Peripheral neuropathy triggered by therapeutic drugs, workplace chemicals and environmental pollutants continues to be one of the most common pathological responses of the human nervous system to chemical attack. While some agents seem to damage the nerve cell directly, and a few induce primary demyelination, the large majority produces distal axonal degeneration simultaneously in long peripheral nerves and spinal tracts. Glove-and-stocking sensory loss typically precedes the development of a similar distribution of motor weakness. Clinical signs usually appear weeks after exposure has commenced; the condition continues to evolve after chemical exposure has ceased, and recovery spans a period of months or years. Careful clinical and laboratory assessment is needed to identify environmental agents responsible for human neuropathy, and reports of cases that claim a chemical causation require verification from experimental animal studies of suspect agents. Treatment of peripheral neuropathy continues to be limited, although a new therapeutic approach to patients with neuropathy-producing heavy metal intoxication is promising. Novel methods to limit nerve degeneration and promote regeneration are under study, but none has produced a convincing therapeutic effect. These are urgently needed to prevent and control the neuropathies that limit the therapeutic usefulness of drugs used in cancer chemotherapy and AIDS treatment.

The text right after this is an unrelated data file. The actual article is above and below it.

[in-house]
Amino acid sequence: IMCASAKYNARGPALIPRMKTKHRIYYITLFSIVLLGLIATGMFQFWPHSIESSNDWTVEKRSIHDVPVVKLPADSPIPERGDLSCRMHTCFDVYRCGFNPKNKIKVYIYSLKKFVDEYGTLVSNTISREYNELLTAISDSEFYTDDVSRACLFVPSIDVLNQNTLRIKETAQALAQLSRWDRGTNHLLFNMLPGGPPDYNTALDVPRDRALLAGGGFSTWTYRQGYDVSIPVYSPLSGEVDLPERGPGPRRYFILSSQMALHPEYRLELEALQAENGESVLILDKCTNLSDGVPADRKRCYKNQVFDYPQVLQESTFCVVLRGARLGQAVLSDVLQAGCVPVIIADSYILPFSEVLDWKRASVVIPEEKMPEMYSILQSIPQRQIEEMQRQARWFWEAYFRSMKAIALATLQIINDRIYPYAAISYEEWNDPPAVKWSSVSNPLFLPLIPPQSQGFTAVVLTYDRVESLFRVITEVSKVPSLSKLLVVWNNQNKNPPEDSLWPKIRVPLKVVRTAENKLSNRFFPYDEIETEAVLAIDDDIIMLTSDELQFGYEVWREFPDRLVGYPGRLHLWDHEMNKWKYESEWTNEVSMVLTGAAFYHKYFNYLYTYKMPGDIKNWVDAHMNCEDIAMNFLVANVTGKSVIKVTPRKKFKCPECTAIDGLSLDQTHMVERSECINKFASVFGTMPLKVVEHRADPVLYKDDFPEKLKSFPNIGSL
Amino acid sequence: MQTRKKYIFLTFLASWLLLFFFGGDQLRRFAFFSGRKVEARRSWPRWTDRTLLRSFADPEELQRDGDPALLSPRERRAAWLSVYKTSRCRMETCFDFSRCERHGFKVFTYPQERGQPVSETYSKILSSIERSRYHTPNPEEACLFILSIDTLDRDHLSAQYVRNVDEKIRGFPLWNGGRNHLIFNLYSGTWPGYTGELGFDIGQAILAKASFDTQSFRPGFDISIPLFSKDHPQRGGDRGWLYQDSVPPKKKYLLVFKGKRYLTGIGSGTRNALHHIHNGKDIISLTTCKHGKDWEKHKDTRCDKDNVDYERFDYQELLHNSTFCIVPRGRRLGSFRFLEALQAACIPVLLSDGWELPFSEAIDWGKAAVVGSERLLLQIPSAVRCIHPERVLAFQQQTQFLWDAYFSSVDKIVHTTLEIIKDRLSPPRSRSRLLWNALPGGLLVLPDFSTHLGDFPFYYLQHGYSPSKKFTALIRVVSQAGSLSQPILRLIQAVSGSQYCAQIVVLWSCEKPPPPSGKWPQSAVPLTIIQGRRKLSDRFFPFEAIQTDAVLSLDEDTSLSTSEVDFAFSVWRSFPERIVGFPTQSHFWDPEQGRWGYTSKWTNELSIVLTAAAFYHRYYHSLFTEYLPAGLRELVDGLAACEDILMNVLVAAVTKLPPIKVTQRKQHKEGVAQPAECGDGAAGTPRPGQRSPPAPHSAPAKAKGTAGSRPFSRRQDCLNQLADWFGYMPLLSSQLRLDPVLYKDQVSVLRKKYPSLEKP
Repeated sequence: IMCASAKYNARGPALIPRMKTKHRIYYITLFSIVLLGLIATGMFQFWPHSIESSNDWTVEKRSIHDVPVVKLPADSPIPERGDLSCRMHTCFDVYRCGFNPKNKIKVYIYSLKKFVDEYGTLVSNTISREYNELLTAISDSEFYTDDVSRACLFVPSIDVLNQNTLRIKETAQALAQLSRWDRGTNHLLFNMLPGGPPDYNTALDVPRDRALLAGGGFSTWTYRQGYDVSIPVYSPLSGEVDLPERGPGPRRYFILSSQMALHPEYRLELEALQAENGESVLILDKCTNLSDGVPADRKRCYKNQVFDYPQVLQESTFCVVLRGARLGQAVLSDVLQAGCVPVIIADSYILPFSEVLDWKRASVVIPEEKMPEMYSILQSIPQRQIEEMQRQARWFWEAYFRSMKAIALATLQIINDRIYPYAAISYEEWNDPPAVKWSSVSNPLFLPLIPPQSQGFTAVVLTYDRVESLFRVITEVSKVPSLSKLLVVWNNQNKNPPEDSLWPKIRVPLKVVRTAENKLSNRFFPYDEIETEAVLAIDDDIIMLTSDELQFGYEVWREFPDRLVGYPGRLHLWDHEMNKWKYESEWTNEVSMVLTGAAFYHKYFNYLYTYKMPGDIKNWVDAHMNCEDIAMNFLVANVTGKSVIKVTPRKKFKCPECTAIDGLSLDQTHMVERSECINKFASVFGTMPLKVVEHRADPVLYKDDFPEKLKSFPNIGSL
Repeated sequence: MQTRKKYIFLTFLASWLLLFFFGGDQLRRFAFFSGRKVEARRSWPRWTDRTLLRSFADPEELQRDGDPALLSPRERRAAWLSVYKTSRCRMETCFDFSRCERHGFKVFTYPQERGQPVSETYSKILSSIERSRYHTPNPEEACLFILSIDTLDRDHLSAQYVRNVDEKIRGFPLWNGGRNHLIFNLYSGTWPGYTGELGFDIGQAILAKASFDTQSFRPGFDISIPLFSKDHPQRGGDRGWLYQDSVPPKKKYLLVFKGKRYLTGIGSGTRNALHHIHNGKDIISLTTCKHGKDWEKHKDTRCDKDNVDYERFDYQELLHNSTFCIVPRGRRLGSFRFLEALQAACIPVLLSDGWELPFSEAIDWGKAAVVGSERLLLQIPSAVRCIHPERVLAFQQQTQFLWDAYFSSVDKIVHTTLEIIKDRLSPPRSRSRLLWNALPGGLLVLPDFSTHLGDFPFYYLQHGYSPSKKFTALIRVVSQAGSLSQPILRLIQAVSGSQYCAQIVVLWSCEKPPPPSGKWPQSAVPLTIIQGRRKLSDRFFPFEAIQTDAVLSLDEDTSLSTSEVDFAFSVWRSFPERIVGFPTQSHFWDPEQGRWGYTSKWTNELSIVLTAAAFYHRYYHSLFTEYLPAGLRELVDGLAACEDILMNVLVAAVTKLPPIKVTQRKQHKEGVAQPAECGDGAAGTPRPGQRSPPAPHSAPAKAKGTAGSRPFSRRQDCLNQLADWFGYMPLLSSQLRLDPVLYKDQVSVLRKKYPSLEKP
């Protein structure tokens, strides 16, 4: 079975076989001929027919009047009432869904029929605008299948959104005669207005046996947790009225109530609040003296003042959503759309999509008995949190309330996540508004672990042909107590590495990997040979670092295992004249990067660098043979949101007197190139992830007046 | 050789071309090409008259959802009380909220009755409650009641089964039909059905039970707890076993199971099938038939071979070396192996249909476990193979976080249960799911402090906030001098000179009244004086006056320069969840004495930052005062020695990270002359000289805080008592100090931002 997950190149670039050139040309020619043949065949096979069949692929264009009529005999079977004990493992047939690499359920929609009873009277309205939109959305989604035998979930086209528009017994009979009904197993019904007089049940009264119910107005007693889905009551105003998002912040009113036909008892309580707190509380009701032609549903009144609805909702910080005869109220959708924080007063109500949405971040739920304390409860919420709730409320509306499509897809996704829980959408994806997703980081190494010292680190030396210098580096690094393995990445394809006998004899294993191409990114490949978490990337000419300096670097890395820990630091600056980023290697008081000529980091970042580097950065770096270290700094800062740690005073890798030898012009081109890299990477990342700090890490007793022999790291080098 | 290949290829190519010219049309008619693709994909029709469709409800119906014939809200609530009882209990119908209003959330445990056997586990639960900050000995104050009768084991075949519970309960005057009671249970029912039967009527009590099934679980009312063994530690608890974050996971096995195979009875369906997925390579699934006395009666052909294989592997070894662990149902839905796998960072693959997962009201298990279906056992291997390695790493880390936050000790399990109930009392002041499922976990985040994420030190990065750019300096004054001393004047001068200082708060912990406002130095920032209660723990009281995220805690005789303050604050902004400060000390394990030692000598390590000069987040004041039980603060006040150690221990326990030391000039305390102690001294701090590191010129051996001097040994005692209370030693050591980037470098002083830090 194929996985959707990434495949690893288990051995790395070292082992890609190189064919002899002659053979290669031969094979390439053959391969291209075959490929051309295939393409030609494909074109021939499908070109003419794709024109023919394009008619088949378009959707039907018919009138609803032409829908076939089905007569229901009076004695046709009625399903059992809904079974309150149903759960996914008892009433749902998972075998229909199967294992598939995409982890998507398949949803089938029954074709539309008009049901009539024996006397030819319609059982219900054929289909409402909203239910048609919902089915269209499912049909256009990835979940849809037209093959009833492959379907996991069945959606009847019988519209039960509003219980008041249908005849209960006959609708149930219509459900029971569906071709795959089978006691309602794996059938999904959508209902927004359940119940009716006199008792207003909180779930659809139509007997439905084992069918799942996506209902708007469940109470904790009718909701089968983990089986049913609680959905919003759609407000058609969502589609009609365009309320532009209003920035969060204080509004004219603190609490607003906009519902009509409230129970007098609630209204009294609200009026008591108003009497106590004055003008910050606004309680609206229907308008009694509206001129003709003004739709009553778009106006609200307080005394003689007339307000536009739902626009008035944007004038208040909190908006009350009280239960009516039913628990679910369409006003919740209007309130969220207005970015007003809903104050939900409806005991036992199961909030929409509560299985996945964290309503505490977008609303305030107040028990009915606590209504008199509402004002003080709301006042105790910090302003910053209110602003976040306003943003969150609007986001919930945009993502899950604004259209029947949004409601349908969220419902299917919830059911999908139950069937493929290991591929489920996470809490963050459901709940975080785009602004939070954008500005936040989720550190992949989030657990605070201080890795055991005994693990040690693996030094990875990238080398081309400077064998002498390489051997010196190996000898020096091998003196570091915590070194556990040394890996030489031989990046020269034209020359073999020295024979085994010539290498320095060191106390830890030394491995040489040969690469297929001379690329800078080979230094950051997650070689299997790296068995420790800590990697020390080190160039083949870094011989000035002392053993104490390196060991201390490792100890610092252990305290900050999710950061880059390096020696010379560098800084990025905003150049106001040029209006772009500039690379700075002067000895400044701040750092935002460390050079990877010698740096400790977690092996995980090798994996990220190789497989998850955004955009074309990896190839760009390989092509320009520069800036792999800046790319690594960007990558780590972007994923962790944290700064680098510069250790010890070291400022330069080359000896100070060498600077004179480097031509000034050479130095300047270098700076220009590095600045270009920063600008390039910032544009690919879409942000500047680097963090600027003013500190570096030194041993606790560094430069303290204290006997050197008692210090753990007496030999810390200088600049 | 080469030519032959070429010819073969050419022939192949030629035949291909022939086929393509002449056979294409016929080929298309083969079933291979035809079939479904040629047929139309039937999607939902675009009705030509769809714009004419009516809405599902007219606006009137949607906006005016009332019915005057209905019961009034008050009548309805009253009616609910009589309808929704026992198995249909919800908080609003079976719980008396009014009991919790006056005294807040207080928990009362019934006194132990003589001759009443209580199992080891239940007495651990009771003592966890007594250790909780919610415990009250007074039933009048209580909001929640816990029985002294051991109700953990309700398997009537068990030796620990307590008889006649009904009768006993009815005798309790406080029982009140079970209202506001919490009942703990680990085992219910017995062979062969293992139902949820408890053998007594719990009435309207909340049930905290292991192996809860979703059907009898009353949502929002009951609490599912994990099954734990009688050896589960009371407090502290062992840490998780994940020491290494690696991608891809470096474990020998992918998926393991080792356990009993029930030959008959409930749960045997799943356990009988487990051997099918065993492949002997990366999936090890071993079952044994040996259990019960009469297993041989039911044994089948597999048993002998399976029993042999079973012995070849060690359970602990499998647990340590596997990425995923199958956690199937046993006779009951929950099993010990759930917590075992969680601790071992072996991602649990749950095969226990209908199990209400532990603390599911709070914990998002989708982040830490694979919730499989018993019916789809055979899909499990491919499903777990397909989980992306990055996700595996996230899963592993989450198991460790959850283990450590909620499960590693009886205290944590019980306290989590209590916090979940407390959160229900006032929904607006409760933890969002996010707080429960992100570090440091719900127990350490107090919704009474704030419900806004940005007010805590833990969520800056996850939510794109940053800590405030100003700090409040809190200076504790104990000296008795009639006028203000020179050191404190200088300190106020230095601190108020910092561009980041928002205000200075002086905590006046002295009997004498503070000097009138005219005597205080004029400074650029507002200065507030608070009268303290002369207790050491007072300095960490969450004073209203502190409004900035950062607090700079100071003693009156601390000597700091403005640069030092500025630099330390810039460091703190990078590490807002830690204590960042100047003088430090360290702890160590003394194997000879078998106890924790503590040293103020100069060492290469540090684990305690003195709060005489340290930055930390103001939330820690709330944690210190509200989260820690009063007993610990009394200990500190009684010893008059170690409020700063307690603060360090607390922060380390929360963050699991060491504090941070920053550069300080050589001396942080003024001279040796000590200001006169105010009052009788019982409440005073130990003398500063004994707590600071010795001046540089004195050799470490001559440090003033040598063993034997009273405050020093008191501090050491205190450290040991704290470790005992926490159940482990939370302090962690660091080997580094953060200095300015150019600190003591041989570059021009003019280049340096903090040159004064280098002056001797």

|Original language||English (US)|
|Number of pages||23|
|Journal||Bailliere's Clinical Neurology|
|State||Published - Dec 5 1995|
ASJC Scopus subject areas
- Clinical Neurology